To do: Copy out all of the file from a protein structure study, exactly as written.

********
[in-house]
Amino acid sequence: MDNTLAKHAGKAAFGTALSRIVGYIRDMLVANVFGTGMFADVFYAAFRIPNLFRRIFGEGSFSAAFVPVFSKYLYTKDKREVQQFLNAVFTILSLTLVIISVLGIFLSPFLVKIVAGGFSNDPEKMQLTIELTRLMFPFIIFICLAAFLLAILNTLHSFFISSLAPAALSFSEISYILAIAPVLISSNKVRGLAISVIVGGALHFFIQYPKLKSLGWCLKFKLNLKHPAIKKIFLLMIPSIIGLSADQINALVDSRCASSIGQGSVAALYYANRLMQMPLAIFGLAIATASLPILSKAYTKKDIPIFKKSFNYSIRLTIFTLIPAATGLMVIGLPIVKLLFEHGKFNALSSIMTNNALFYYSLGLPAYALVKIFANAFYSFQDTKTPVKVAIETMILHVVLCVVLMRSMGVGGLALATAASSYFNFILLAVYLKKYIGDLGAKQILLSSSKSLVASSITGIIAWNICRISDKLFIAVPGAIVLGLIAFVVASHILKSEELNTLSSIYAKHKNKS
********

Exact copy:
[in-house]
Amino acid sequence: MDNTLAKHAGKAAFGTALSRIVGYIRDMLVANVFGTGMFADVFYAAFRIPNLFRRIFGEGSFSAAFVPVFSKYLYTKDKREVQQFLNAVFTILSLTLVIISVLGIFLSPFLVKIVAGGFSNDPEKMQLTIELTRLMFPFIIFICLAAFLLAILNTLHSFFISSLAPAALSFSEISYILAIAPVLISSNKVRGLAISVIVGGALHFFIQYPKLKSLGWCLKFKLNLKHPAIKKIFLLMIPSIIGLSADQINALVDSRCASSIGQGSVAALYYANRLMQMPLAIFGLAIATASLPILSKAYTKKDIPIFKKSFNYSIRLTIFTLIPAATGLMVIGLPIVKLLFEHGKFNALSSIMTNNALFYYSLGLPAYALVKIFANAFYSFQDTKTPVKVAIETMILHVVLCVVLMRSMGVGGLALATAASSYFNFILLAVYLKKYIGDLGAKQILLSSSKSLVASSITGIIAWNICRISDKLFIAVPGAIVLGLIAFVVASHILKSEELNTLSSIYAKHKNKS